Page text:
Defined Contribution Health Plans: Key to HR Retention Strategy

Turnover can cost the equivalent of 6 to 9 months' salary. What if the employer could spend $300 to $500 per month to prevent it?

HR Retention
HR Retention
  • HR Retention
    HR Retention
    HR Retention
    HR Retention
Zane Benefits, which provides comprehensive, flexible alternatives to traditional employer health insurance, today published information about using Defined Contribution Health Plans as an employee retention strategy.

Calculating HR Retention Statistics

When it comes to employee retention strategies, it is recommended that HR departments utilize proven theories and strategies, rather than guesswork. It is also important to have measurable statistics, such as Employee Retention Rates and Turnover Cost, to track the effectiveness of an HR department's efforts.

How to Calculate HR Employee Retention Rates

Sample Inputs:
  • Period of Time: Fourth Quarter
  • Total Employees at Beginning of Q4: 24
  • Total Employees Terminated in Q4: 4
Sample Calculation:
  • 24 – 4 = 20
  • 20 / 24 = .83
  • .83 x 100 = 83%
There are many reasons HR departments put so much time and effort into retention. Employee turnover can cost businesses time and money, disrupts workflow, and leaves a significant knowledge gap, depending on the employee.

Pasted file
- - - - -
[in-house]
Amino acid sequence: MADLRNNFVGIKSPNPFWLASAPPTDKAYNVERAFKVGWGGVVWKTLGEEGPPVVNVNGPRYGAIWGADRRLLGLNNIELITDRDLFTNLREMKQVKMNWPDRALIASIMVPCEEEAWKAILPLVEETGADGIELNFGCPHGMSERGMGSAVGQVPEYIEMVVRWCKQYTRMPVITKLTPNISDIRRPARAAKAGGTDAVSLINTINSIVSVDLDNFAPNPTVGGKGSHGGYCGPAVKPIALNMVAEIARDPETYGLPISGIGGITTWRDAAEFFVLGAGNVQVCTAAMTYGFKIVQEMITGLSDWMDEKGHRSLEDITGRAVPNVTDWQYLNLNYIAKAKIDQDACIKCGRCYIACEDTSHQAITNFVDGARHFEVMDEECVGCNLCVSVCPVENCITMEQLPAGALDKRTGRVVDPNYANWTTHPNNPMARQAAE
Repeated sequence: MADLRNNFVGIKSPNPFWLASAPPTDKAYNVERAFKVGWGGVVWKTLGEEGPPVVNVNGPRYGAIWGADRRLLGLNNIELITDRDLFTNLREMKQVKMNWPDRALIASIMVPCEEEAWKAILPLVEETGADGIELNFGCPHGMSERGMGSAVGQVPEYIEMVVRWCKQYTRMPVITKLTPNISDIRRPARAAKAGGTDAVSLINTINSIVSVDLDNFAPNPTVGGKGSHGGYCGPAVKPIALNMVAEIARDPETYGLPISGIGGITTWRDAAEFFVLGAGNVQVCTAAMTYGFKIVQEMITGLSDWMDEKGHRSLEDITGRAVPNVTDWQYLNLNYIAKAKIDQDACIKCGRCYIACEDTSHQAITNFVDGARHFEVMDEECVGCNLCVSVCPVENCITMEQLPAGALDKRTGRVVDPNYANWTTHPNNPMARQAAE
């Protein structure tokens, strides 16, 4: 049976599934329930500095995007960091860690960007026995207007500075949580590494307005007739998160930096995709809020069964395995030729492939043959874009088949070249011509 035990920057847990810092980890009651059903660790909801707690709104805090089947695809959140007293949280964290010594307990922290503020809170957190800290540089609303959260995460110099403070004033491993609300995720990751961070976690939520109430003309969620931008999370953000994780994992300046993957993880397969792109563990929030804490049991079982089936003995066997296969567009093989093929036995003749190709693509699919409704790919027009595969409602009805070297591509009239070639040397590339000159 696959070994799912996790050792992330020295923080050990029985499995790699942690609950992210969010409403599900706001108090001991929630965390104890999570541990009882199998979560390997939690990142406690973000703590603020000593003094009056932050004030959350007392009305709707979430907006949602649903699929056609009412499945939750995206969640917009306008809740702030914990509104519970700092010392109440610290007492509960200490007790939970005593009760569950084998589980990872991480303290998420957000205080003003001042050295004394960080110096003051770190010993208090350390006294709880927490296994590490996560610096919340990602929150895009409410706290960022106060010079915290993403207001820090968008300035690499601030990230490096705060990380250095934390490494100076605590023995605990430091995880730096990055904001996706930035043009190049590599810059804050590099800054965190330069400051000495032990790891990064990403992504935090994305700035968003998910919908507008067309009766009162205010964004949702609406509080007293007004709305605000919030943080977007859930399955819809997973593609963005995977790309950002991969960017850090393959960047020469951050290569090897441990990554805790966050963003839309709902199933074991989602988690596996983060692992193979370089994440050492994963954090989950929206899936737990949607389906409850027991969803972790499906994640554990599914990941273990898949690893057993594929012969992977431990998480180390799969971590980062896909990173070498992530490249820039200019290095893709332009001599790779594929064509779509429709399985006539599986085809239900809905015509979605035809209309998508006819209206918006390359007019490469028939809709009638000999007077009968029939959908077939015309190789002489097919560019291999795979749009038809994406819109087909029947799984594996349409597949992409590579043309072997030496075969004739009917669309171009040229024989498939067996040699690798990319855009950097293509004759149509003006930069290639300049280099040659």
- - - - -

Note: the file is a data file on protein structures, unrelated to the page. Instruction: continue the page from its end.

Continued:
Recruiting and training a new employee can cost an employer the equivalent of 6 to 9 months' salary. That's between $20,000 and $60,000 for employees making $35,000 to $100,000, which is a chunk of change some employers may not realize they're losing. What if the employer could spend $300 to $500 per month in employee health benefits to prevent that turnover?

Defined Contribution Health Plans & Retention

Since circa World War II, health benefits have been a key part of an employee's compensation package. While this holds true today, health benefits are shifting. As was reported last month, businesses are dropping traditional health coverage. However, that doesn't mean they're giving up health benefits altogether. It's no longer blanket group health plans and annual renewals. Instead, employer health benefits now include consumer-directed approaches, defined contribution plans, and private health exchanges.

Rather than paying to provide a specific group health plan (a "defined benefit"), employers can fix their costs on a monthly basis by establishing a defined contribution health plan, giving employers and employees full control over healthcare costs.

Under the traditional approach to health benefits, the company selects and funds the same insurance plan for all employees in a one-size-fits-all approach. In contrast, the defined contribution model allows employees to choose the individual plan that works best for their family's needs, via an insurance company or a public or private health exchange.

Then, using a defined contribution health plan, the employer gives each employee a fixed dollar amount (a "defined contribution") that the employees can use to reimburse themselves for personal health insurance costs or other medical expenses such as doctor visits and prescription drugs.